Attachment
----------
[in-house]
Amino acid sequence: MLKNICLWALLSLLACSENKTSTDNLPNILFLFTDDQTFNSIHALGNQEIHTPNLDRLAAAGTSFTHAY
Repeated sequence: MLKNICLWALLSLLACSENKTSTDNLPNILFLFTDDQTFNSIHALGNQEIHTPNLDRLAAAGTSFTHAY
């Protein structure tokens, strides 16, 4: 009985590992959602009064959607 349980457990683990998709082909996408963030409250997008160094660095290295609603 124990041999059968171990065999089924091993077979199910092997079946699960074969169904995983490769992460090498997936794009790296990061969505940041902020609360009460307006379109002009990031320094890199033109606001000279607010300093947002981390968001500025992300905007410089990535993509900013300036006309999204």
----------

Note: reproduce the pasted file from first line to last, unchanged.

[in-house]
Amino acid sequence: MLKNICLWALLSLLACSENKTSTDNLPNILFLFTDDQTFNSIHALGNQEIHTPNLDRLAAAGTSFTHAY
Repeated sequence: MLKNICLWALLSLLACSENKTSTDNLPNILFLFTDDQTFNSIHALGNQEIHTPNLDRLAAAGTSFTHAY
């Protein structure tokens, strides 16, 4: 009985590992959602009064959607 349980457990683990998709082909996408963030409250997008160094660095290295609603 124990041999059968171990065999089924091993077979199910092997079946699960074969169904995983490769992460090498997936794009790296990061969505940041902020609360009460307006379109002009990031320094890199033109606001000279607010300093947002981390968001500025992300905007410089990535993509900013300036006309999204």